Addicted to Jesus

I was pushing forty before I was able to articulate this:

Religion and philosophy are bad for me.

Not “are bad”, but “are bad for me”, specifically me, in the way the same liquor that drags one person down passes quietly over the next. I don’t drink. I’ve another poison. I’m fatally attracted to unanswerable questions. I’m always slouching toward a downward spiral of obsessive philosophical and religious thought, trying to resolve irresolvable thought problems, torturing myself over that failure by trying ever harder, until I develop old-fashioned clinical depression. From my teenage years onward, throughout all of my twenties, I was transfixed by big, vexing questions. The usual suspects: the problem of evil, the existence of god, blah blah blahd nauseam. But not in a casual way. Never in a pot-fueled like, what if we’re all in a simulation, man reverie. This pain cut deep, pervaded every moment of my life. I tore apart books, filled journals with angsty blather, changed jobs and majors like clothes, looking for answers to questions that have none. I was addicted.

"The Upper Zoom" by @MythAddict.

That notion — those words even: religion and philosophy are bad for me — is not a thing I’ve ever heard before. It’s not a part of any tradition I know of. There are no shortage of true unbelievers who’ll blame the human condition on religion1. This ain’t that. I’m saying that they’re bad for me, and it doesn’t matter whether they’re a cause of or the cure for society’s ills. I can’t safely be around them. I was raised in an evangelical subculture that was profoundly committed to a certain view of right living, often harmful, sometimes heart-breakingly beautiful, spotlit by a few passages of truly moving literature. One thing evangelicals and atheists and whateverists of all stripes have in common is the assumption that the nuts n’ bolts of religio-philosophical thought are value-neutral. Abstracted from any conclusions drawn, the practical mechanics of the thing aren’t considered a threat. “Assumption” is too strong a word. It’s simply not under consideration.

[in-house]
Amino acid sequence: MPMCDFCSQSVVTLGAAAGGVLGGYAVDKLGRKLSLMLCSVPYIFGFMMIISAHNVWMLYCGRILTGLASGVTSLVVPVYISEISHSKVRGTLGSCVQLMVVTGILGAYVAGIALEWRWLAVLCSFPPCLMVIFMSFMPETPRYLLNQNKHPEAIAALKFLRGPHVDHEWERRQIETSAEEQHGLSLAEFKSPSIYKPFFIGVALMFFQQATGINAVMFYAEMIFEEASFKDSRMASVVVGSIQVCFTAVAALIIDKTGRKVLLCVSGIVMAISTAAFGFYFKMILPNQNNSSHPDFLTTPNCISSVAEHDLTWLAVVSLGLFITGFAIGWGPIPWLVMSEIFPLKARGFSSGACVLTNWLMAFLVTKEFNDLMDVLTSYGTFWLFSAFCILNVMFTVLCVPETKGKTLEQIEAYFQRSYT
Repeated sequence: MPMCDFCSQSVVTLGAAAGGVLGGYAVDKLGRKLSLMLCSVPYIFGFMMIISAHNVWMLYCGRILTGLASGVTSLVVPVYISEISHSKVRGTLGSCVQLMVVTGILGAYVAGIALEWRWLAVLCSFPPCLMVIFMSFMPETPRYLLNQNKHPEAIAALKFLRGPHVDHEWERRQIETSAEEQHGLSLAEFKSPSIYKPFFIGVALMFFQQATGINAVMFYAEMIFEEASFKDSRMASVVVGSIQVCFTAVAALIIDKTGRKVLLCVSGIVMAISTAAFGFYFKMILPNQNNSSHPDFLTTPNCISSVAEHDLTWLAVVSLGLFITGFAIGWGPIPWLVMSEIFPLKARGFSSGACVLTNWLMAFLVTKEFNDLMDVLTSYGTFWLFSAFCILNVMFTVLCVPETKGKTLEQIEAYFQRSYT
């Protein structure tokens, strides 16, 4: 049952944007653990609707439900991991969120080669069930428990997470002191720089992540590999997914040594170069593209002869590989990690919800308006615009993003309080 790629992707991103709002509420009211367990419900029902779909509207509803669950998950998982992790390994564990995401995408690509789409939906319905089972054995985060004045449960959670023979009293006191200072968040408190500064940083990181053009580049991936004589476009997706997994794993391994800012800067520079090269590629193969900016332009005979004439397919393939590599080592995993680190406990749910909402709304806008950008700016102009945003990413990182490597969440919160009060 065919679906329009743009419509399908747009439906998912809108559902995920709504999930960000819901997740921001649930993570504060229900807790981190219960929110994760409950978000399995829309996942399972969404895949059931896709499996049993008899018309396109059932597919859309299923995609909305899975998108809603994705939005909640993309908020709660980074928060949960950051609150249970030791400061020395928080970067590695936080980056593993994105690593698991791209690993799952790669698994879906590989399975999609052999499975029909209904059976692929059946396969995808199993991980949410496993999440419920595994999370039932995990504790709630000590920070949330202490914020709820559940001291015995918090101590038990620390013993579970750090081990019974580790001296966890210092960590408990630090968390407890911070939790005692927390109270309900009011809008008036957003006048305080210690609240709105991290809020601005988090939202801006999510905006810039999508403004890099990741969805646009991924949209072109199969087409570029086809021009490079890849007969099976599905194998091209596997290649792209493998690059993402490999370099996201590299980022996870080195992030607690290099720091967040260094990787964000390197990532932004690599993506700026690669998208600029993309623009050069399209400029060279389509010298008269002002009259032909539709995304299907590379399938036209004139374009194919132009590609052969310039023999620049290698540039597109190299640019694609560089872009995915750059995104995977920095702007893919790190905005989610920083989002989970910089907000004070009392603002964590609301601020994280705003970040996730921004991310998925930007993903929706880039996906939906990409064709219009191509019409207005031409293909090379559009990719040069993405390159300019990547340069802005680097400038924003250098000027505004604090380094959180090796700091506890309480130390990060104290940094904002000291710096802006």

When I finally figured out that I am not like other people, that sustained religious and philosophical thinking poses a perpetual threat to my mental health, it was liberating. In practical terms, I was able to spot the warning signs and put myself out of harm’s way. Put down that book, jackass, go do something grounded.

I can’t say for sure, but I attribute at least some of my predicament to my evangelical roots. That contradictory tension of “you must believe this but you had better not actually live this,” the impossible sacrifice we were all expected to recite but never required to follow, — so many contradictions — it’s inevitable that it’s going to churn out some kids like me, kids who go into adulthood feeling like they have no home, can’t go back to the bullshittery of the past, but are still addicted to Jesus.

  1. Faith traditions are powerful motivators both for good and for evil. Don’t @-me with your religion-is-the-cause-of-evil bullshit. 

|  1 Apr 2020